Saturday, November 21, 2009
I typically crawl out of bed at about 5:30 am, cursing the existence of goats, chickens, and alarm clocks. From 5:30 to 6:30, I clean the house in some capacity or do laundry. It's amazing how quickly things gets dirty here so I have to do some sort of cleaning pretty much every day. After getting ready for work by about 7, I walk to the market and get corn porridge for breakfast.
Around 7:30 I get to school. Officially school starts at 7:45 am but the students come early to sweep the compound and clean the classrooms. In practice, assembly can be anytime from 7:30 to 8:30. My classes are generally in the mornings so most days I’m done with teaching by about 10:30 am. I spend the rest of the school day working on the next days lesson plans, helping some of the kids with their schoolwork, or just hanging out with them and the teachers. At some point I get a quick lunch from the school canteen and get back to school in time for the closing bell, which can be anytime from 2 to 3 pm, depending on how the headmaster and teachers are feeling that day.
After school, a few of the kids will sometimes come over, to fetch water for me, ask questions, or just say hello. Twice a week, I’ve started to meet with some of the students at the school for the HIV/AIDS club I mentioned in my last post. The English teacher, Sammy, also wants to work with me on a debate and drama club that we’re going to start sometime soon, probably in the next week or two. I finally got my bike in working order so I’ve been going on bike rides occasionally later in the afternoon after it stops being unbearably hot, or I’ll do a bit of yoga, or workout in some capacity. In the early evening, I head over to the market again to get things for making dinner. If I’m feeling lazy and don‘t feel like cooking, I go and get an egg sandwich at about 8:30 pm and talk to all the drunk folks milling about town. After dinner, I’ll watch something on my laptop (thanks for stocking up my hard drive JP!) or read for a bit and go to sleep at about 10:30.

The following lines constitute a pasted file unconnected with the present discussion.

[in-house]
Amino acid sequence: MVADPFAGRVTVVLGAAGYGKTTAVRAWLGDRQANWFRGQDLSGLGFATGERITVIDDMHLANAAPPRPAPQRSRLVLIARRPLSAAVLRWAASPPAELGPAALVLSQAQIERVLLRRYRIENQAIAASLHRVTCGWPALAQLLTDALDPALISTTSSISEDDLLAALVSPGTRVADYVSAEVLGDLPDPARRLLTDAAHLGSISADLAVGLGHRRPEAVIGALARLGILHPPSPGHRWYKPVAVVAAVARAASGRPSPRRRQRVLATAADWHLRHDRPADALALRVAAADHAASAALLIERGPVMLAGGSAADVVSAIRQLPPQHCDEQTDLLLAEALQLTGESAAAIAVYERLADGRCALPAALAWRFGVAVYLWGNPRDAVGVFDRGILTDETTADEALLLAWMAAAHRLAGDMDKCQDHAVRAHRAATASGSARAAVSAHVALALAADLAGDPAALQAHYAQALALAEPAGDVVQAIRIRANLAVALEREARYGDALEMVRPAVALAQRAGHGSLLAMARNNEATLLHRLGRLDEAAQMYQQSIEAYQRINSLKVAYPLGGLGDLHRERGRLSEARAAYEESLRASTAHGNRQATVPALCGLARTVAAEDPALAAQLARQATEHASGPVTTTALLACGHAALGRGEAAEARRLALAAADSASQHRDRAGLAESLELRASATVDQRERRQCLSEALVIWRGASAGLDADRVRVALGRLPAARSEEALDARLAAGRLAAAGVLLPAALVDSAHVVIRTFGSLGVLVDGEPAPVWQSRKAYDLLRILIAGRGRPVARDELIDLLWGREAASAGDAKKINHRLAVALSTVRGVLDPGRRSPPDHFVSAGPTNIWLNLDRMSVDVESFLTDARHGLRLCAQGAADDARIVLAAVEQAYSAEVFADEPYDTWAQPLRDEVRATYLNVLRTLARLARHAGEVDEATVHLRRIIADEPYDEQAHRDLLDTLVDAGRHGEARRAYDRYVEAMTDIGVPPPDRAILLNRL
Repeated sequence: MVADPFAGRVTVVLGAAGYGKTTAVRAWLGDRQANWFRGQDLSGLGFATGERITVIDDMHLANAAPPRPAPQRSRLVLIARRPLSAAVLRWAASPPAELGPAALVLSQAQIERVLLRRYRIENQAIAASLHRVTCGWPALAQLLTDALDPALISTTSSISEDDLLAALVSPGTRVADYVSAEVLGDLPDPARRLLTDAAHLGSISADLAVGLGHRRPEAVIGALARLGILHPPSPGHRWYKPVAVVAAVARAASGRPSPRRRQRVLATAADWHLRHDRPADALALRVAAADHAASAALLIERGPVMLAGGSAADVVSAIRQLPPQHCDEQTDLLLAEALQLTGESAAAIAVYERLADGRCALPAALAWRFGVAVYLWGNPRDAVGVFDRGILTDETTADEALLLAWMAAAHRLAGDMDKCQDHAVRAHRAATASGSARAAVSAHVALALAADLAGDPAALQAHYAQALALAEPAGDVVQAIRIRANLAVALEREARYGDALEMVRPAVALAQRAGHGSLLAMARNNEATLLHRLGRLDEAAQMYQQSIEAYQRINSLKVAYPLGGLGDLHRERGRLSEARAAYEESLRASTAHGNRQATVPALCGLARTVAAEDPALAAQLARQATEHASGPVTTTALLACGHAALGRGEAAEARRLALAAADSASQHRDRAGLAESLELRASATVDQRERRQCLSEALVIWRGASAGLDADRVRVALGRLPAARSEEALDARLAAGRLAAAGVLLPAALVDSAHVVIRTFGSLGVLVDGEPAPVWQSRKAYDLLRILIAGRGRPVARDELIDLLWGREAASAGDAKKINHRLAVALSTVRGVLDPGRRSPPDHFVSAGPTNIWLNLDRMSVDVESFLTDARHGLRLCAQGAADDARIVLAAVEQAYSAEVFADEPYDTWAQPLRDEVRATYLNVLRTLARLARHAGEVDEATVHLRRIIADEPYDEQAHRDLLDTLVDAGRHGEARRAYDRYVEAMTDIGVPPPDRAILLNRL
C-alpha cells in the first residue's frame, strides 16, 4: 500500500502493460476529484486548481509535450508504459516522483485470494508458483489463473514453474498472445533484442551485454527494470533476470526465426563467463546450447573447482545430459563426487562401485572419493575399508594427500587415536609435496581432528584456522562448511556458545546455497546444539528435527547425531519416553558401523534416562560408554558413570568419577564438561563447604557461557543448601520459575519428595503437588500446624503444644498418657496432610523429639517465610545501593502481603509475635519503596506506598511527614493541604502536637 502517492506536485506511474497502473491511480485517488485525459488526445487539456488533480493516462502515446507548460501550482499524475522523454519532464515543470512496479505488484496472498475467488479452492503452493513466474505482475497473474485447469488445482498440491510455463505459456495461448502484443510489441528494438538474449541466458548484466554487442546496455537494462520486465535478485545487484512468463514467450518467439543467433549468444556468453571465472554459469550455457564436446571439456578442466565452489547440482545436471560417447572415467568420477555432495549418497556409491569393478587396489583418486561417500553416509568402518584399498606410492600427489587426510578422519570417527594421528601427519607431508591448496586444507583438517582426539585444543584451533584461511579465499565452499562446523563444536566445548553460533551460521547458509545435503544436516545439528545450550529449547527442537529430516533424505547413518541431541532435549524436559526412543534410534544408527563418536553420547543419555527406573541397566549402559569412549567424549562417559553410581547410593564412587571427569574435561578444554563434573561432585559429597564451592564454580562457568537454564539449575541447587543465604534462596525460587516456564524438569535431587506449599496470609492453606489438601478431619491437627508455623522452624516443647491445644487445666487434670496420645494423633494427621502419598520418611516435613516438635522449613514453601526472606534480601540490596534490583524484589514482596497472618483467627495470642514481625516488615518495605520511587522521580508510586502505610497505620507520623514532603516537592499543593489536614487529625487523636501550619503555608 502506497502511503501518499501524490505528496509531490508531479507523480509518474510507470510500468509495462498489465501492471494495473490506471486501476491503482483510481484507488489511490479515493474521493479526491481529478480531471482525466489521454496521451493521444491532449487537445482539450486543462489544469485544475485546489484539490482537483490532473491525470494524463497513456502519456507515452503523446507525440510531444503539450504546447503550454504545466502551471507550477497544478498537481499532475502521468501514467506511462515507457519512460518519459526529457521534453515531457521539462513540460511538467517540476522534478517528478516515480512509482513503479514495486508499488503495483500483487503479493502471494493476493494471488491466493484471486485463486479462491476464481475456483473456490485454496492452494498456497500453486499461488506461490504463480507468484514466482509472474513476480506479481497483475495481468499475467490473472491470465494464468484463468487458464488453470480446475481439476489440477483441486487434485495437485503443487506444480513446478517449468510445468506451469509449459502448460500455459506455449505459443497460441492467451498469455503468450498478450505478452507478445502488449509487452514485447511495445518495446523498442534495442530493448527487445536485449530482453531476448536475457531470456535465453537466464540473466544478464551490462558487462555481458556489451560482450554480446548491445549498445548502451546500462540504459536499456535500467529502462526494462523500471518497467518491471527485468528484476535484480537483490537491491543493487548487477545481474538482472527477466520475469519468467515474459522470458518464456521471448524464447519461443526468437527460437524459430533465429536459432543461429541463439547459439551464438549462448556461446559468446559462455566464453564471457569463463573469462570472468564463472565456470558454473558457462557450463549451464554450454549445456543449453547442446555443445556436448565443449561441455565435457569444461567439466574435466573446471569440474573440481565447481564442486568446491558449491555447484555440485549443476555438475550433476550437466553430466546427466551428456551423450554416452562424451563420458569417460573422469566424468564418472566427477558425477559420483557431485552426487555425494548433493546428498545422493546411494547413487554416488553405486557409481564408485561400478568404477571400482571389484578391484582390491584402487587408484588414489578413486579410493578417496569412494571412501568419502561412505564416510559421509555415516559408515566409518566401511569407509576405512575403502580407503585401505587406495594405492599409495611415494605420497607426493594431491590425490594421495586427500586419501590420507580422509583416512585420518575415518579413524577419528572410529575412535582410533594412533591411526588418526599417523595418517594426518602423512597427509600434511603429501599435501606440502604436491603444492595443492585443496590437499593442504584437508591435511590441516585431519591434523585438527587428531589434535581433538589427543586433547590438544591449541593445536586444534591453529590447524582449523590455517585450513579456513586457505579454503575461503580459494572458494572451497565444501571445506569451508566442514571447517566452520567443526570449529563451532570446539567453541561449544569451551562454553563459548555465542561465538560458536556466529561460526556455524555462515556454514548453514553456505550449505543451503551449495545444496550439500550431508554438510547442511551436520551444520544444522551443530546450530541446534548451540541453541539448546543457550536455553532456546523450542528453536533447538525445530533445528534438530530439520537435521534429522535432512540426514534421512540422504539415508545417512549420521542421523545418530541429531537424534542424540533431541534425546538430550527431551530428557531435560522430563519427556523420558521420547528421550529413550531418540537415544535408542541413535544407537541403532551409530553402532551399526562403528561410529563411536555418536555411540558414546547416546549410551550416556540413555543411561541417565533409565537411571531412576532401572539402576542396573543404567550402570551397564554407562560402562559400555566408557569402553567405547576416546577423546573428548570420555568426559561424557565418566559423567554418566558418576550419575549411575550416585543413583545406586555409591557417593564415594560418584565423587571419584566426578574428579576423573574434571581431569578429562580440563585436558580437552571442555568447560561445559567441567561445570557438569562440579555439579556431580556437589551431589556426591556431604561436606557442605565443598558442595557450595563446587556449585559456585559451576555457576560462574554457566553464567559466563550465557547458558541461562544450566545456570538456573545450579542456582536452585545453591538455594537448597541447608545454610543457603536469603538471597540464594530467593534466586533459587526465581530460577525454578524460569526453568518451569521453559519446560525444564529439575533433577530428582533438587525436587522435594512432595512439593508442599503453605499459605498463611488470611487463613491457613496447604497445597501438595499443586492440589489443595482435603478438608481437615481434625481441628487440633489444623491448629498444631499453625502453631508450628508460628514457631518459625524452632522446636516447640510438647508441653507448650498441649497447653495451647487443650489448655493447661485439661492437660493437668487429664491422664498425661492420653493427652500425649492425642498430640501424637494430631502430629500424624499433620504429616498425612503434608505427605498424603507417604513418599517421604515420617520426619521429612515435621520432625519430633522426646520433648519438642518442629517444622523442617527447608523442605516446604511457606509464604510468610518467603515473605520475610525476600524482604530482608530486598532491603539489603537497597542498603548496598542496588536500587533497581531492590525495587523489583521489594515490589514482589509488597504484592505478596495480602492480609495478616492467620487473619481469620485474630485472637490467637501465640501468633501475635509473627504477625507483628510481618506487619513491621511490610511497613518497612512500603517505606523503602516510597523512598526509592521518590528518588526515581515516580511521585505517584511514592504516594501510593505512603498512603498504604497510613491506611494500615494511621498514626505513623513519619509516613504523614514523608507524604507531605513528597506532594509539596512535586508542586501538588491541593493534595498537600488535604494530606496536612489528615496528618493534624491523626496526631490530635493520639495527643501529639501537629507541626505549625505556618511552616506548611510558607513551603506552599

Saturdays are spent either going to Cape Coast for internet access and getting things I need for my house or visiting my closest Peace Corps neighbors. On Sundays, I usually keep to myself and turn down invitations to go to any of the 10 churches in town while evading questions about why I don’t go to church every week. People here get quite persistent about this.
So that should give you some idea of how I spend my days here. I know it’s not terribly exciting but there you have it :)
Sunday, November 8, 2009
Another exciting thing about the end of the sports meet is that the students are going to be free after school closes and I can start the “health club” that my counterpart Alex and I have been talking about. The idea of the club is to teach the students about health issues, starting with HIV/AIDS then moving on to other things and eventually train a selected group of them as peer and community educators. We’re going to start by getting all the junior high/secondary school as well as some of the older primary school kids to come to the first session and take it from there. More on this to come.
The meet itself was a chaotic good time. The first day consisted of the track and field events. My students did quite well, finishing in the top three in a lot of the events and second overall. The next two days were soccer, volleyball and netball. The boys volleyball finished second in volleyball and first in soccer. The girls were eliminated in the first round in volleyball and were supposed to play for first place in soccer but, because of an alleged ringer on our team, they were disqualified. My actual teacherly duties consisted of occasionally herding groups of students from one place to another. Most of my time was spent walking around and taking pictures.